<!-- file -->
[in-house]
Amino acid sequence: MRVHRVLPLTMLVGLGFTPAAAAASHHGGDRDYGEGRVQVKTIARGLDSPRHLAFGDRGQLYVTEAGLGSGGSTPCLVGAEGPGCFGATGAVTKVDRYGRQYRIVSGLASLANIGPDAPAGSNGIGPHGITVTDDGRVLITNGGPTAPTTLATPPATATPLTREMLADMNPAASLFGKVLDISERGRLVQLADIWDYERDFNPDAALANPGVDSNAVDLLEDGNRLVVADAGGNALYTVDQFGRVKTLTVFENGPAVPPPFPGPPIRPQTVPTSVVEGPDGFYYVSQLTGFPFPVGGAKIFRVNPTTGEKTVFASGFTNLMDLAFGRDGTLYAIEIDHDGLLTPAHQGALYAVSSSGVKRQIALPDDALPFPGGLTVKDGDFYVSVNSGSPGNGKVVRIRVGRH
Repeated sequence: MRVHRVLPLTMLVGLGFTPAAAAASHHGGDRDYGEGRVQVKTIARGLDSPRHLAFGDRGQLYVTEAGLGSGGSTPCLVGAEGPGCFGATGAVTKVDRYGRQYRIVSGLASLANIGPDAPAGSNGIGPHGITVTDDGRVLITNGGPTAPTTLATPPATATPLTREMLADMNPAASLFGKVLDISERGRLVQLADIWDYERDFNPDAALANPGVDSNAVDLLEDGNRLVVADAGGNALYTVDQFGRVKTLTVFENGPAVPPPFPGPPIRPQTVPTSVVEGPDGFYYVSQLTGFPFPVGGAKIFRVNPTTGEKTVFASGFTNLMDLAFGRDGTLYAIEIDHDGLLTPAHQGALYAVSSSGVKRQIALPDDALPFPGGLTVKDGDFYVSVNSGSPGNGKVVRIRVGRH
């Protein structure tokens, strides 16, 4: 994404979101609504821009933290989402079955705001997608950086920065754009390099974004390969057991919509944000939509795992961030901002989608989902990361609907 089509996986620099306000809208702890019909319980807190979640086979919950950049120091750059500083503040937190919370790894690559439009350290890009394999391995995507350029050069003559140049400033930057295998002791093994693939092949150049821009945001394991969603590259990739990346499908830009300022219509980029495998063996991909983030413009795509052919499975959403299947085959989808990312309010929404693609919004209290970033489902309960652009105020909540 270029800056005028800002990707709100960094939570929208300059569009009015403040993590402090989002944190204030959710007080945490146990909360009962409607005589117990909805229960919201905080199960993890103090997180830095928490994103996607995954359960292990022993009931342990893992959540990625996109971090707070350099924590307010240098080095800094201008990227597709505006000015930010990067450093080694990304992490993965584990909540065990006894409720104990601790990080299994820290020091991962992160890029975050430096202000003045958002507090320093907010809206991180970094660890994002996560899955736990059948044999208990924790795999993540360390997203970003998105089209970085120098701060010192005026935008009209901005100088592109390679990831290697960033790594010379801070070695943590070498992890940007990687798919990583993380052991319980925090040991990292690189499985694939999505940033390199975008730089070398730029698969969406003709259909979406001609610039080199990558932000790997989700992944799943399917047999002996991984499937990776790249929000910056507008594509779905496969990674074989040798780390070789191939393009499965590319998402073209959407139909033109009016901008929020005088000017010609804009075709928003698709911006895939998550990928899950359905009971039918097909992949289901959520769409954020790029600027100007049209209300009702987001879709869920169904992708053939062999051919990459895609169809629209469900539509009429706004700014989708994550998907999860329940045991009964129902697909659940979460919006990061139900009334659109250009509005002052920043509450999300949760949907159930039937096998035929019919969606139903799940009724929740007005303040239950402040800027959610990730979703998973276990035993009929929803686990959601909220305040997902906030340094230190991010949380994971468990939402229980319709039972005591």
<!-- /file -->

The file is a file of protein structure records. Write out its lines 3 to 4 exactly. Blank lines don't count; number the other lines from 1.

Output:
Repeated sequence: MRVHRVLPLTMLVGLGFTPAAAAASHHGGDRDYGEGRVQVKTIARGLDSPRHLAFGDRGQLYVTEAGLGSGGSTPCLVGAEGPGCFGATGAVTKVDRYGRQYRIVSGLASLANIGPDAPAGSNGIGPHGITVTDDGRVLITNGGPTAPTTLATPPATATPLTREMLADMNPAASLFGKVLDISERGRLVQLADIWDYERDFNPDAALANPGVDSNAVDLLEDGNRLVVADAGGNALYTVDQFGRVKTLTVFENGPAVPPPFPGPPIRPQTVPTSVVEGPDGFYYVSQLTGFPFPVGGAKIFRVNPTTGEKTVFASGFTNLMDLAFGRDGTLYAIEIDHDGLLTPAHQGALYAVSSSGVKRQIALPDDALPFPGGLTVKDGDFYVSVNSGSPGNGKVVRIRVGRH
């Protein structure tokens, strides 16, 4: 994404979101609504821009933290989402079955705001997608950086920065754009390099974004390969057991919509944000939509795992961030901002989608989902990361609907 089509996986620099306000809208702890019909319980807190979640086979919950950049120091750059500083503040937190919370790894690559439009350290890009394999391995995507350029050069003559140049400033930057295998002791093994693939092949150049821009945001394991969603590259990739990346499908830009300022219509980029495998063996991909983030413009795509052919499975959403299947085959989808990312309010929404693609919004209290970033489902309960652009105020909540 270029800056005028800002990707709100960094939570929208300059569009009015403040993590402090989002944190204030959710007080945490146990909360009962409607005589117990909805229960919201905080199960993890103090997180830095928490994103996607995954359960292990022993009931342990893992959540990625996109971090707070350099924590307010240098080095800094201008990227597709505006000015930010990067450093080694990304992490993965584990909540065990006894409720104990601790990080299994820290020091991962992160890029975050430096202000003045958002507090320093907010809206991180970094660890994002996560899955736990059948044999208990924790795999993540360390997203970003998105089209970085120098701060010192005026935008009209901005100088592109390679990831290697960033790594010379801070070695943590070498992890940007990687798919990583993380052991319980925090040991990292690189499985694939999505940033390199975008730089070398730029698969969406003709259909979406001609610039080199990558932000790997989700992944799943399917047999002996991984499937990776790249929000910056507008594509779905496969990674074989040798780390070789191939393009499965590319998402073209959407139909033109009016901008929020005088000017010609804009075709928003698709911006895939998550990928899950359905009971039918097909992949289901959520769409954020790029600027100007049209209300009702987001879709869920169904992708053939062999051919990459895609169809629209469900539509009429706004700014989708994550998907999860329940045991009964129902697909659940979460919006990061139900009334659109250009509005002052920043509450999300949760949907159930039937096998035929019919969606139903799940009724929740007005303040239950402040800027959610990730979703998973276990035993009929929803686990959601909220305040997902906030340094230190991010949380994971468990939402229980319709039972005591």